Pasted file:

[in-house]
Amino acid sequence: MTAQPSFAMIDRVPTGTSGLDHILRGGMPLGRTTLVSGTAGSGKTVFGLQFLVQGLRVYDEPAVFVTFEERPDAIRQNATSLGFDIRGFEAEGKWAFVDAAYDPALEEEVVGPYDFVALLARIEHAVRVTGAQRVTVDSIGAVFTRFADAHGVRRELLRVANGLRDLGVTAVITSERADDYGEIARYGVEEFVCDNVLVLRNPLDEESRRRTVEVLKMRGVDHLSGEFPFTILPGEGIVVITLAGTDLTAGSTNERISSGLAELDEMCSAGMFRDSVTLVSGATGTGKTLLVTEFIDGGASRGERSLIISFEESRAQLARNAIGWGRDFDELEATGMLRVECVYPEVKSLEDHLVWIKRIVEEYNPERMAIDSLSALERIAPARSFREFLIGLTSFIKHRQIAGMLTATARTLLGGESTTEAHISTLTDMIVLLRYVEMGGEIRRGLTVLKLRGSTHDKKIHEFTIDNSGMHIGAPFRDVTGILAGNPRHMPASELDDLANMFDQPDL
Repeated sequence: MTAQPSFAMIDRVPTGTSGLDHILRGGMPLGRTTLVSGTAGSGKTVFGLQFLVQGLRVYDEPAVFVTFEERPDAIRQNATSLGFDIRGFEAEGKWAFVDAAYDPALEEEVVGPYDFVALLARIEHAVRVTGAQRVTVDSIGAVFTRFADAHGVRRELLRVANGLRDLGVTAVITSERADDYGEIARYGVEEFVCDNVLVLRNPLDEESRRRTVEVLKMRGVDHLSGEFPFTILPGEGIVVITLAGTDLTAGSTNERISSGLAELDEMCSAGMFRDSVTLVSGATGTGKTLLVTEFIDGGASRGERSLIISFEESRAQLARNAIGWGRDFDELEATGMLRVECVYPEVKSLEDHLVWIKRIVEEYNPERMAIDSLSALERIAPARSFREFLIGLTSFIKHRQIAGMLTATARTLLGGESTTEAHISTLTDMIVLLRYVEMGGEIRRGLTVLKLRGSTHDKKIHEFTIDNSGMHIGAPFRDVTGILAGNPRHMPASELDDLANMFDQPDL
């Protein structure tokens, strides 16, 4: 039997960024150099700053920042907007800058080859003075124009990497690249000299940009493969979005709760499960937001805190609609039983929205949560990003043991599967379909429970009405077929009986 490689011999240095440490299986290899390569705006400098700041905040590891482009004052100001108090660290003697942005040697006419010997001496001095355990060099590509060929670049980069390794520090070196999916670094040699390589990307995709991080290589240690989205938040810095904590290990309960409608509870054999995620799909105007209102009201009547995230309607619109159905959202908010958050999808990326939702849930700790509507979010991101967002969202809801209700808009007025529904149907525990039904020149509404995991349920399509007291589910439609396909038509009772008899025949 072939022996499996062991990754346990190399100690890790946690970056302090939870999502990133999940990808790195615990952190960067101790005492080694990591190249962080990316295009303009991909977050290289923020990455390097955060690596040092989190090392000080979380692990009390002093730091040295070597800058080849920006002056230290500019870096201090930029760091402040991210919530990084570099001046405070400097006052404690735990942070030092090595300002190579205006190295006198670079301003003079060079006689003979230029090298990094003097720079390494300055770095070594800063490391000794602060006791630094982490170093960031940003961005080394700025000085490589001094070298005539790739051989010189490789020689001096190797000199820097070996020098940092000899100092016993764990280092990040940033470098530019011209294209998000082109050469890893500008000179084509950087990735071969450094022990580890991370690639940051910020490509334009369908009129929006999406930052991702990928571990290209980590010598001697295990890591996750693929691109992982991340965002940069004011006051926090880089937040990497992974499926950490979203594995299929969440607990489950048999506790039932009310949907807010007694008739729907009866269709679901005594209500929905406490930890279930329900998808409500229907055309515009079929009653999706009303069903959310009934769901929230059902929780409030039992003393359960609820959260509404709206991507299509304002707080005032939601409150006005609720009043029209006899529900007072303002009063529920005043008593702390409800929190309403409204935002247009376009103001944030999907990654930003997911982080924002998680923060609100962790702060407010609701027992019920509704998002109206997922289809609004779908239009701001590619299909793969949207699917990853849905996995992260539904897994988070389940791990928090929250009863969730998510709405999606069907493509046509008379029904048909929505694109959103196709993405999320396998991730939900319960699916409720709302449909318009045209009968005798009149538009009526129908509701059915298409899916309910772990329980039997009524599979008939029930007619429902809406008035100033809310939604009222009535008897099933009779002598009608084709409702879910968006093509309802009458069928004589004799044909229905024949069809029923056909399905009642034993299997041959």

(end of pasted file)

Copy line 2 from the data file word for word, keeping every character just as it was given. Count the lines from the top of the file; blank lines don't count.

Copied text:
Amino acid sequence: MTAQPSFAMIDRVPTGTSGLDHILRGGMPLGRTTLVSGTAGSGKTVFGLQFLVQGLRVYDEPAVFVTFEERPDAIRQNATSLGFDIRGFEAEGKWAFVDAAYDPALEEEVVGPYDFVALLARIEHAVRVTGAQRVTVDSIGAVFTRFADAHGVRRELLRVANGLRDLGVTAVITSERADDYGEIARYGVEEFVCDNVLVLRNPLDEESRRRTVEVLKMRGVDHLSGEFPFTILPGEGIVVITLAGTDLTAGSTNERISSGLAELDEMCSAGMFRDSVTLVSGATGTGKTLLVTEFIDGGASRGERSLIISFEESRAQLARNAIGWGRDFDELEATGMLRVECVYPEVKSLEDHLVWIKRIVEEYNPERMAIDSLSALERIAPARSFREFLIGLTSFIKHRQIAGMLTATARTLLGGESTTEAHISTLTDMIVLLRYVEMGGEIRRGLTVLKLRGSTHDKKIHEFTIDNSGMHIGAPFRDVTGILAGNPRHMPASELDDLANMFDQPDL